Keywords: Aerogels; bio-based; compressive resistance; chitosan; microcrystalline cellulose; thermogravimetric analysis; scanning electron microscope.


The petroleum-based plastics; bottles, cups are carried to the oceans through the winds. These plastics chemically degrade once exposed to UV radiation. Also, the shear forces created by the waves break plastics down into tiny pieces. These tiny polystyrene based pieces were swallowed by fishes and other sea animals (Smith et al. 2018). Polystyrene, one of the major raw material used for manufacturing plastics, are not full recyclable and creates land-fill (Mathias et al. 2011). In this regard, bio-based polymers are getting more attractive for researchers and manufacturers as an alternative to polystyrene based products (Gomes et al. 2017).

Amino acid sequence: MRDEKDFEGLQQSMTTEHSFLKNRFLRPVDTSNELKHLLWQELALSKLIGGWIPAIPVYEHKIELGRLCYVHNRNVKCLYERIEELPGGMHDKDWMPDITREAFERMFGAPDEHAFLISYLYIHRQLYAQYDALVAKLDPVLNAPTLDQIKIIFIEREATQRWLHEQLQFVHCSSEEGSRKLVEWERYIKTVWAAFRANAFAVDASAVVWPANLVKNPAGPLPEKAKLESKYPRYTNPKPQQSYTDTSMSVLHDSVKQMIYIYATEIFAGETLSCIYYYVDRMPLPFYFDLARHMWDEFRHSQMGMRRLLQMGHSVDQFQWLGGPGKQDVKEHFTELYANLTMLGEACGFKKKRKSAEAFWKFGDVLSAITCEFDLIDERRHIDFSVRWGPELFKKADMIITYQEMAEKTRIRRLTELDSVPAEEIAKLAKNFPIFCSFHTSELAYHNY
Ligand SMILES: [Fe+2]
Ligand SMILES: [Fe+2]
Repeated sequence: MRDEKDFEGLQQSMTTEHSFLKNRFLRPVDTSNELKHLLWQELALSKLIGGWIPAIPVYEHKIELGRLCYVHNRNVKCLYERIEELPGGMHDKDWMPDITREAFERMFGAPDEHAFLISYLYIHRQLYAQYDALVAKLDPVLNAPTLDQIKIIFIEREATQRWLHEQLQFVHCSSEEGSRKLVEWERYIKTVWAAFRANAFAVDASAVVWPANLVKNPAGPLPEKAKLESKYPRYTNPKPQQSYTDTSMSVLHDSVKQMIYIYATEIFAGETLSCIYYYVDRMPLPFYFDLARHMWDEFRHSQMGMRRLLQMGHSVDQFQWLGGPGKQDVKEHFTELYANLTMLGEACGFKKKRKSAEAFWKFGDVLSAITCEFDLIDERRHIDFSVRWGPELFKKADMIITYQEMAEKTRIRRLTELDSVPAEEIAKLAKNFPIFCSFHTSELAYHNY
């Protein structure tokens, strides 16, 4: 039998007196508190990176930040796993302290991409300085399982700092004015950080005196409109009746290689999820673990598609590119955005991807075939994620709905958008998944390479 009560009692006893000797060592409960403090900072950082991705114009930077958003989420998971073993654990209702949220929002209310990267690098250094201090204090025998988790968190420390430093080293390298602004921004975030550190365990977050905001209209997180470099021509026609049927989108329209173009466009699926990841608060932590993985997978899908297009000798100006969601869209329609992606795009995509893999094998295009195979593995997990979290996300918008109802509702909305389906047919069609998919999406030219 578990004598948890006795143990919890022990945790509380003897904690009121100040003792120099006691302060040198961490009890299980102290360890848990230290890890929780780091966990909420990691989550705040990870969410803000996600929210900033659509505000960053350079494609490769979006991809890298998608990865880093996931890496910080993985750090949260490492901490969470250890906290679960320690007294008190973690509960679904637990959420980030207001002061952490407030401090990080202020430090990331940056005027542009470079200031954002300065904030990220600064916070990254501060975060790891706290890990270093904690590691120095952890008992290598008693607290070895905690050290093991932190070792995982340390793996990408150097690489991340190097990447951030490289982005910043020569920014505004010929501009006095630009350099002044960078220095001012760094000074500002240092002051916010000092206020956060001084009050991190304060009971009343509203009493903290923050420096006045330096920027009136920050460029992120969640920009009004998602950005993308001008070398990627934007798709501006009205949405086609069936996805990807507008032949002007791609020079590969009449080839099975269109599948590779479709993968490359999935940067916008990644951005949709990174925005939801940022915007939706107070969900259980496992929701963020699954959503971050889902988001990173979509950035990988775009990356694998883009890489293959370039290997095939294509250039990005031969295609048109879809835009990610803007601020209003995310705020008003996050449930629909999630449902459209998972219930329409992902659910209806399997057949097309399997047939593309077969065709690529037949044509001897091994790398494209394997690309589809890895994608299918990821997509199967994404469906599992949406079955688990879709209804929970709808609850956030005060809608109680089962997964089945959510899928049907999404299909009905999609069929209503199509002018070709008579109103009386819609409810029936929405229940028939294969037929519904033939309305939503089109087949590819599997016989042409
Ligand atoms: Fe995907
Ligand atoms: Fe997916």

Microcrystalline cellulose (MCC) is mostly used as a filler because of its outstanding properties such as high crystallinity, high strength, low thermal expansion coefficient, low cost, low density, biodegradability, and no environmental pollution after disposal (Chen et al. 2020). MCC can be produced from any material having a high content of cellulose by acid and alkali hydrolysis (Trache et al. 2016), ultrasonic and extrusion methods (Abdullah et al. 2016), steam explosion and radiation enzymatic process (Henriksson et al. 2007) in order to use in pharmaceutical, cosmetic, food, packaging and polymer composite industries. These reported methods are expensive as the energy consumption for the treatment is high in pressure processes like a steam explosion and pressure extrusion (Katakojwala and Mohan 2020). The production cost and less yield might adversely affect the MCC market price development (Sundarraj and Ranganathan 2018). MCC is available at the market price of ≈ 4 $/kg, which is comparable to or less than some materials like glass or aramid (Trache et al. 2016). In this study MCC preferred because of its high crystallinity, high availability, biodegradability and comparable price. The crystallinity of commercial MCC reported as 78 % by (El-Sakhawy and Hassan 2007) and 85 % by (Adel et al. 2011). The crystallinity affects the thermal stability of the final product as reported by (Wang et al. 2017). There are also limited studies focusing on MCC based composites.